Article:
British PM says bomb was designed to explode on plane
A bomb found in a parcel on board a US-bound cargo plane in Britain was designed to go off on the aircraft, British Prime Minister David Cameron said Saturday.
"We believe that the device was designed to go off on the airplane," Cameron told BBC television from Chequers, his country residence near London.
"We cannot be sure about the timing, about when that was meant to take place. There is no early evidence it was designed to take place over British soil but of course we cannot rule that out."
Earlier, Home Secretary Theresa May said the explosives in the parcel found Friday at East Midlands airport had been "viable and could have exploded" and could have brought a plane down -- but did not confirm that was the aim.
The discovery of the parcel, and another in Dubai which also proved to be a viable bomb, sparked an international security alert.
US President Barack Obama said the two devices represented a "credible terrorist threat".
Cameron paid tribute to the cooperation between British and US security services in dealing with the bombs, saying he had spoken to Obama "and emphasised how we'll go on working closely together."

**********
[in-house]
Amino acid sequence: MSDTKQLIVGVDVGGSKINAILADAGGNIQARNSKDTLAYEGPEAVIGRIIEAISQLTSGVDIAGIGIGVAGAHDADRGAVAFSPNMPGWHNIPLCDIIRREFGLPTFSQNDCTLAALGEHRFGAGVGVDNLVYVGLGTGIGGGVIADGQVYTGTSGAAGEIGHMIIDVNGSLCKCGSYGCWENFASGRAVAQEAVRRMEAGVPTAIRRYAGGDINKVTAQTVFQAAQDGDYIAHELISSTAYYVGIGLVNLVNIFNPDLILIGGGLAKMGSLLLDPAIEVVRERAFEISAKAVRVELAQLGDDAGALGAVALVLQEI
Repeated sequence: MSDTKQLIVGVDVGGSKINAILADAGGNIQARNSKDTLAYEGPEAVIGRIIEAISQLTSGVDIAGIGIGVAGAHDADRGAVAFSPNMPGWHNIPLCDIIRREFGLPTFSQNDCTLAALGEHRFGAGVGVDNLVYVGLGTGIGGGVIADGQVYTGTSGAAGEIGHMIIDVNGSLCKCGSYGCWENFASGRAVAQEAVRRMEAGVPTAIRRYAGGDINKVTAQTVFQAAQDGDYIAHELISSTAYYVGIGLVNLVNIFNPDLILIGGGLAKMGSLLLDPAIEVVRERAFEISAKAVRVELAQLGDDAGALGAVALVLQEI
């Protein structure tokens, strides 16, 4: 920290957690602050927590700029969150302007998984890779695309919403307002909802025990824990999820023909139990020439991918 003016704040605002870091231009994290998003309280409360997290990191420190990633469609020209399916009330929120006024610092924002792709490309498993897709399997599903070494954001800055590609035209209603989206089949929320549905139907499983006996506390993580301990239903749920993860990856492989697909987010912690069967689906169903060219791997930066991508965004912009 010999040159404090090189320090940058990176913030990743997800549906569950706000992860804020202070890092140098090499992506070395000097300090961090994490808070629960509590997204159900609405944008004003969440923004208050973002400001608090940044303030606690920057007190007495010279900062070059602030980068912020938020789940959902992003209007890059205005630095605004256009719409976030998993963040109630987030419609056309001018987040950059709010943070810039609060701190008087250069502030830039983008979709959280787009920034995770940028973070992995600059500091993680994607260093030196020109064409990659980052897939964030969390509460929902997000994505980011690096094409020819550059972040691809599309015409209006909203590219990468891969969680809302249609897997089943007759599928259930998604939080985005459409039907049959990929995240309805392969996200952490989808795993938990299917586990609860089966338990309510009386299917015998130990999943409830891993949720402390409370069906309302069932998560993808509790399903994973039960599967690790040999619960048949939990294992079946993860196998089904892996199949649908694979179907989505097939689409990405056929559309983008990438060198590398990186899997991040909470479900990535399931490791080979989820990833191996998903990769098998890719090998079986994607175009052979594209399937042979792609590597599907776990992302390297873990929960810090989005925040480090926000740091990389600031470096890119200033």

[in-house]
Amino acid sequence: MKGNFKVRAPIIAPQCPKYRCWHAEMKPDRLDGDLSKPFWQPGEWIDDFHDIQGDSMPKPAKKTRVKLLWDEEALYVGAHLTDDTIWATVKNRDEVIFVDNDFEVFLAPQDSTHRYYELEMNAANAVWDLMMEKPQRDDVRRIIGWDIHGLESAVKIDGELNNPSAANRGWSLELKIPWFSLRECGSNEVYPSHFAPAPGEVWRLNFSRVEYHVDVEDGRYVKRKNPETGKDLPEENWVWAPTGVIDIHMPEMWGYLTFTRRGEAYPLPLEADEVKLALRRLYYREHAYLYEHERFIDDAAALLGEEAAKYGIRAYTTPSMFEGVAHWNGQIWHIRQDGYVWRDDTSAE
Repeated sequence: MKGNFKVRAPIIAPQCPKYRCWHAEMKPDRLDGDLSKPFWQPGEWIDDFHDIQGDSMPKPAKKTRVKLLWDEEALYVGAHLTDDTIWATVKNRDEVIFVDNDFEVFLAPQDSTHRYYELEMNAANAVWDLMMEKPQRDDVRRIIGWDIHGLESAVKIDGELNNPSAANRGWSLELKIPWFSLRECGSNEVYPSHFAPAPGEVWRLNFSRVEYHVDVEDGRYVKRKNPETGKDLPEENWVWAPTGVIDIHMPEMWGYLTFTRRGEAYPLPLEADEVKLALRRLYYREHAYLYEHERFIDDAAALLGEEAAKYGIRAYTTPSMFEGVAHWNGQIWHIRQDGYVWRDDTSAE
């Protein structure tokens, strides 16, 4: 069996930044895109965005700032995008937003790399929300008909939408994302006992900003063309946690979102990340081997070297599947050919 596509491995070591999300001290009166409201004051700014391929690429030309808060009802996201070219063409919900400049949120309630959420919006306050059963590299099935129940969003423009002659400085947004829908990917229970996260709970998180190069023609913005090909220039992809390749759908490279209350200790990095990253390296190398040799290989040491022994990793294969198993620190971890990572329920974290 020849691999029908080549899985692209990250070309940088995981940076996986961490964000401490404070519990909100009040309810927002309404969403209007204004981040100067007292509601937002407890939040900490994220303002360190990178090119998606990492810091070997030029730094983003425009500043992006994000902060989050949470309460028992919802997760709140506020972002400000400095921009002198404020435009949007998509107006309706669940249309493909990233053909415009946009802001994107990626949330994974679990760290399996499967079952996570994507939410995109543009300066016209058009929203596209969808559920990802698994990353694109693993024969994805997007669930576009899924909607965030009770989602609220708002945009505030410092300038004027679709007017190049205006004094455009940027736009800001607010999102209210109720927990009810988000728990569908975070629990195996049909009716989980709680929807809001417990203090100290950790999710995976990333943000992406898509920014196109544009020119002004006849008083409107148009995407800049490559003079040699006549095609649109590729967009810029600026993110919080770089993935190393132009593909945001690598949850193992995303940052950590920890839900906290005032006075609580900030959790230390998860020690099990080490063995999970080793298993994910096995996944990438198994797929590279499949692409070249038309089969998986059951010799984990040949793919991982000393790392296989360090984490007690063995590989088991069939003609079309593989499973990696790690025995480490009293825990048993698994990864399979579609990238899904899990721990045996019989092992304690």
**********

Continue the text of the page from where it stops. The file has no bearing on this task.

He has also spoken to President Ali Abdullah Saleh of Yemen, the parcels' country of origin, "making the point that we have to do even more to crack down and cut out the cancer of Al Qaeda in Yemen and the Arabian peninsula.
"A package that started in Yemen, that landed in Germany, that landed in Britain en route to America, it just shows how united and determined we have to be to defeat terrorism," Cameron said.
He added: "In the end these terrorists think that our connectedness, our openness as modern countries, is what makes us weak.
"They're wrong, it's a source of our strength. And we will use that strength, that determination, that power and that solidarity to defeat them."
© 2010 AFP